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I am always pleased to stumble on an obituary for a woman who died long ago printed in the New York Times. The Times has been belatedly publishing these obituaries to make amends for overlooking the accomplishments of women in the past. Here are the stories of three more women who are new to me.

Charlotta Bass (1880–1969)

Charlotta Bass was the first Black woman to run for vice president of the United States on the Progressive Party ticket in 1952. Jessica Bennett of the New York Times notes that Bass’s shoulders are one of many that Kamala Harris now stands on. …

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Recent events in the United States have raised the awareness in many white people about the terrible costs of structural racism for people of color in our country in terms of safety, education, access to opportunity, and the wealth gap. In a previous post I wrote about research on the increase in Black infant and maternal mortality in the United States due to the stress of racism. New research conducted by Dnika J. Travis and Jennifer Thorpe-Moscon, published by Catalyst, demonstrates what they call the “ Emotional Tax “ paid by women and men of color in the workplace. They note that the cost of the Emotional Tax for both individuals and organizations is high. …

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As soon as Kamala Harris was named as Joe Biden’s running mate, “ a steady drip of racism and sexism” was unleashed, writes Maggie Astor of the New York Times.

Many of the racist and sexist tropes thrown at her are similar to those aimed at Michelle Obama when she stepped onto the public stage as Barack’s spouse, such as calling her an “angry Black woman” when she spoke of her convictions or showed herself to be a strong woman. At the same time, the intersection of Harris’s particular combination of identities creates some different challenges for Harris. Astor explains that intersectionality is a term coined by Kimberlé Crenshaw, a lawyer and civil rights activist, three decades ago to describe “how various identities can overlap to produce discrimination more complex than just, for instance, racism plus sexism.” …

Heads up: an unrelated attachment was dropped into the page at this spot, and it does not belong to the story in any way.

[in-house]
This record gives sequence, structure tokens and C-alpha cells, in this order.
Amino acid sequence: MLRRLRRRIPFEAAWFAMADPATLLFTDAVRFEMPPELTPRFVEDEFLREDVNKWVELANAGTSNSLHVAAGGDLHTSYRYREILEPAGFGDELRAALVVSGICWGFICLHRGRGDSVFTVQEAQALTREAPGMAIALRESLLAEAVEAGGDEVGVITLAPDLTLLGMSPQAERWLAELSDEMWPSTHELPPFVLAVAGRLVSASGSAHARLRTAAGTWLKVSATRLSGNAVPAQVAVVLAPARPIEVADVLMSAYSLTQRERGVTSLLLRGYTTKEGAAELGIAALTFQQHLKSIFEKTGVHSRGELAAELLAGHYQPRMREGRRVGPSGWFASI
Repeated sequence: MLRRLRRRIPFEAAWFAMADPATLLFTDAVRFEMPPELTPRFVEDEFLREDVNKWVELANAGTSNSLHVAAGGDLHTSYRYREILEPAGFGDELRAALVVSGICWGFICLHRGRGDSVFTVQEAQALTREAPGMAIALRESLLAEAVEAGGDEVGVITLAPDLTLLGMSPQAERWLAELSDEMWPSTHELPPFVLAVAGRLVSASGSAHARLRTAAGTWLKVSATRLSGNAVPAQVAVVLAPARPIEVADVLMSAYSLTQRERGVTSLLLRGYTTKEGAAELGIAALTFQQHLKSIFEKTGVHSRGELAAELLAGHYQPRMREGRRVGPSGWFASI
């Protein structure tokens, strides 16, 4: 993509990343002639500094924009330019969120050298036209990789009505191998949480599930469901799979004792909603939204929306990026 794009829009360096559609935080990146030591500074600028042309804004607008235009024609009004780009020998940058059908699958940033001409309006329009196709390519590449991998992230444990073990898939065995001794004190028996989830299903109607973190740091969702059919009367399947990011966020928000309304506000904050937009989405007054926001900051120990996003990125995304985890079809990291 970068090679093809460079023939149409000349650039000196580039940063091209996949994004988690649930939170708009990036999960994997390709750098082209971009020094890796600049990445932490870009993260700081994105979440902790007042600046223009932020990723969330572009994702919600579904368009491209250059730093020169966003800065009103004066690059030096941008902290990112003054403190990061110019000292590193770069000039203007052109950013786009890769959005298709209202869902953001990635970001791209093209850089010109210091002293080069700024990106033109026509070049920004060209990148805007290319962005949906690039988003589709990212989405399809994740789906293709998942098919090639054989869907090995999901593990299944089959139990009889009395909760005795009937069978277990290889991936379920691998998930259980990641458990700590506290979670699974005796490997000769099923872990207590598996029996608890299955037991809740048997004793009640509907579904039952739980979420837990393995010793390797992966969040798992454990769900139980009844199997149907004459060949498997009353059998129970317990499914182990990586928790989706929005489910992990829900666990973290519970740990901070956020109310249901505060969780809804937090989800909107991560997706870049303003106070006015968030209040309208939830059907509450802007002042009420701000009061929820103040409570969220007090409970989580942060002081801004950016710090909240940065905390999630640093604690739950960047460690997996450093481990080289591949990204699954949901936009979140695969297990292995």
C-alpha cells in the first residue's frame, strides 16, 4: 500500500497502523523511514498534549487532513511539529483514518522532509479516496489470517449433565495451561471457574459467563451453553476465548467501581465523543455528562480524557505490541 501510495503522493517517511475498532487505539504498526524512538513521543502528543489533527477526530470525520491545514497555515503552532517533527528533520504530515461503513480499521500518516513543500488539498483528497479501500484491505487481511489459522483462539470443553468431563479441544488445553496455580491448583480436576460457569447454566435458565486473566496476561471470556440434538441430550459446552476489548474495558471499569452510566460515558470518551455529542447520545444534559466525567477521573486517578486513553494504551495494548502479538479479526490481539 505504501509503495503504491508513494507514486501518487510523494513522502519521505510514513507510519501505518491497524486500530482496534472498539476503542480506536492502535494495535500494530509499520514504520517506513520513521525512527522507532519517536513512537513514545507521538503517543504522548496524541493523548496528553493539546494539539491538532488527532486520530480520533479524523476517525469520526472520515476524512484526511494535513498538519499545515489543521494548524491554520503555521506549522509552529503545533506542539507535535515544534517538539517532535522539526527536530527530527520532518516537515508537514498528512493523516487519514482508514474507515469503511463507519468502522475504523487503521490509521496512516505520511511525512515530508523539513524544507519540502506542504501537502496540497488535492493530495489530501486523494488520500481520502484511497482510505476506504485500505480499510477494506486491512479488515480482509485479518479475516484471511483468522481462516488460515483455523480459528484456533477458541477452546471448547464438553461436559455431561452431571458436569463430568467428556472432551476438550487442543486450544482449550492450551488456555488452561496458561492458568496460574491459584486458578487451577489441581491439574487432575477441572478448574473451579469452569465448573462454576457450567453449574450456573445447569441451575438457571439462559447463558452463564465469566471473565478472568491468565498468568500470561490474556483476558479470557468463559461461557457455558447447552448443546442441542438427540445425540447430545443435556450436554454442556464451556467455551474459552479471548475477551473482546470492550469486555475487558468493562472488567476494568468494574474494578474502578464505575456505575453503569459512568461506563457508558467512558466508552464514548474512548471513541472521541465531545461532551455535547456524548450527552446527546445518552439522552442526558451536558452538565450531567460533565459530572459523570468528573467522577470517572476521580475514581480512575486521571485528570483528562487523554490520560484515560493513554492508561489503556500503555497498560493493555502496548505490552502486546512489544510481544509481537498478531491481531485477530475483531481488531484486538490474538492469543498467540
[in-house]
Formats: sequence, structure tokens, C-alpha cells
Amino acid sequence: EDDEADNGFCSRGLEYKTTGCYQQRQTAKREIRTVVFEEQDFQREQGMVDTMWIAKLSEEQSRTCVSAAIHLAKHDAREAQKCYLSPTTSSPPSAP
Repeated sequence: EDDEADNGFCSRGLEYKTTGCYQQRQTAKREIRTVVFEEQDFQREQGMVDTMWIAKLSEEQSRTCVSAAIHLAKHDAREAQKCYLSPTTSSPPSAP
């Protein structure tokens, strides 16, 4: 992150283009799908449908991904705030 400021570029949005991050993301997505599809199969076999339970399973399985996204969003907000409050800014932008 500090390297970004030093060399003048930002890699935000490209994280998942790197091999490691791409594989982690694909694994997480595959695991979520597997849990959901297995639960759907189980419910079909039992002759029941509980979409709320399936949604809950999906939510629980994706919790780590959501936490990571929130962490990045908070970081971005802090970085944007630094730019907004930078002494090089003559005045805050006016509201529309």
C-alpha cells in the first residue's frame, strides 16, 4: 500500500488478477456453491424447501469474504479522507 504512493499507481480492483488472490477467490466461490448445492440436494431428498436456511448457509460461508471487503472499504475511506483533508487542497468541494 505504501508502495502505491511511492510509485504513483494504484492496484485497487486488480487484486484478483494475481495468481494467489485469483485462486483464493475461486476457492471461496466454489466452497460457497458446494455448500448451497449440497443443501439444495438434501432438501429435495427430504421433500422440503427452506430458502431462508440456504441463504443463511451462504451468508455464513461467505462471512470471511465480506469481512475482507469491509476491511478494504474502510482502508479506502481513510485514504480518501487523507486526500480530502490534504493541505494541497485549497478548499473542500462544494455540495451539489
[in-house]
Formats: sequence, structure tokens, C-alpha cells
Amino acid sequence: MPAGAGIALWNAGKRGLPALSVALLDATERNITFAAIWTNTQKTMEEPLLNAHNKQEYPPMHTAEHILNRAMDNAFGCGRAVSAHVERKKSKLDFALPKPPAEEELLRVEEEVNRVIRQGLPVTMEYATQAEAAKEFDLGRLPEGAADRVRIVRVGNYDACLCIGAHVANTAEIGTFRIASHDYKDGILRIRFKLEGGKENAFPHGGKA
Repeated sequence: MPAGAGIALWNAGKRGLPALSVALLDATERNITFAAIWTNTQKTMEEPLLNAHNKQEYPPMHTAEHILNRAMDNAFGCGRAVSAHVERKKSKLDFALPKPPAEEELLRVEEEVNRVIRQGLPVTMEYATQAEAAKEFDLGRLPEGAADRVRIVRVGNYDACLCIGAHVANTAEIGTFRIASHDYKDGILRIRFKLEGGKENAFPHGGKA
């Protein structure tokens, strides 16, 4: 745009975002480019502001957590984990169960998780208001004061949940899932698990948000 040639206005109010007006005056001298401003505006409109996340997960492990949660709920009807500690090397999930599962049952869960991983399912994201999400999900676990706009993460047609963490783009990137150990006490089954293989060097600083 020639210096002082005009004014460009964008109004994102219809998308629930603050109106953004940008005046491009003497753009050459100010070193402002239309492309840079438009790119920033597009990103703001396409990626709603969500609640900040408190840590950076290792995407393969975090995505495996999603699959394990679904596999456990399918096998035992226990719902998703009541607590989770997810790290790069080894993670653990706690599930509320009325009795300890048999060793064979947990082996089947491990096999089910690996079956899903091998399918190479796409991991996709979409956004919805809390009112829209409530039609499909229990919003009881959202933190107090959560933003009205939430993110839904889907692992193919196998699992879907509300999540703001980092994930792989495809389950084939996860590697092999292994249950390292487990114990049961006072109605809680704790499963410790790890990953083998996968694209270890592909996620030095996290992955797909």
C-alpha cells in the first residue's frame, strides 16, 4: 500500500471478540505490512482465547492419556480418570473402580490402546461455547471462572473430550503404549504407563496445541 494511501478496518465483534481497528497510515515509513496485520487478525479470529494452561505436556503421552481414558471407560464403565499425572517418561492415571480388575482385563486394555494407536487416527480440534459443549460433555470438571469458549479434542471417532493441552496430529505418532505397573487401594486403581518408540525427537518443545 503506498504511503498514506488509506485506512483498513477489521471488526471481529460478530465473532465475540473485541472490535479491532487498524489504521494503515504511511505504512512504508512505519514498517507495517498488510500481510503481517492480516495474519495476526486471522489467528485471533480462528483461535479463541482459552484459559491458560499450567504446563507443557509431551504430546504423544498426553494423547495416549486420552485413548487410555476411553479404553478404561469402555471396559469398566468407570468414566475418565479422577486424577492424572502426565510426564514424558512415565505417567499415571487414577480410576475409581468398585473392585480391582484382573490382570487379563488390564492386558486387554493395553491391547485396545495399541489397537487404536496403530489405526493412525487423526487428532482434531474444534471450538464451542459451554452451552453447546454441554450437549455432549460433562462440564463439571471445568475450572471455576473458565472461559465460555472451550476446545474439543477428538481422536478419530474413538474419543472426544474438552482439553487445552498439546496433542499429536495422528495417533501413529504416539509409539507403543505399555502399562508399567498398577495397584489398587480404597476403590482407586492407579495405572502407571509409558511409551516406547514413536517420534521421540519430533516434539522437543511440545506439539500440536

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It is always important to verify the truth of claims that our leaders make in order to be informed citizens. The purpose of my posts is to report information from current research to keep readers informed of new knowledge about gender issues in the workplace. While the Trump administration has consistently made claims about their commitment to gender equality, new information reveals a mixed record in that regard. Here are some of the claims from the Trump administration about their accomplishments, reported by Chabeli Carrazana of The 19th:

  • Kayleigh McEnany, the Trump administration press secretary, said that the president has taken “unprecedented action to support women and girls.” The Trump administration has implemented some helpful policies, but the rhetoric does not match reality in many ways. …
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I don’t know about you, but I really hate being interrupted. I don’t like it when either women or men interrupt me, but men interrupt me so much more often, especially in professional settings, than women do. Research shows that it is not just my imagination. In a previous post, I wrote about research showing that women do, in fact, get interrupted more. I was surprised to see, when I located this previous article, written in 2017, that the picture at the opening of the article was of Kamala Harris with reference to the interruptions both she and Elizabeth Warren had experienced in the Senate. …

About

Anne Litwin

Author of ‘New Rules for Women: Revolutionizing the Way Women Work Together', OD Consultant, Keynote Speaker, and Workshop Trainer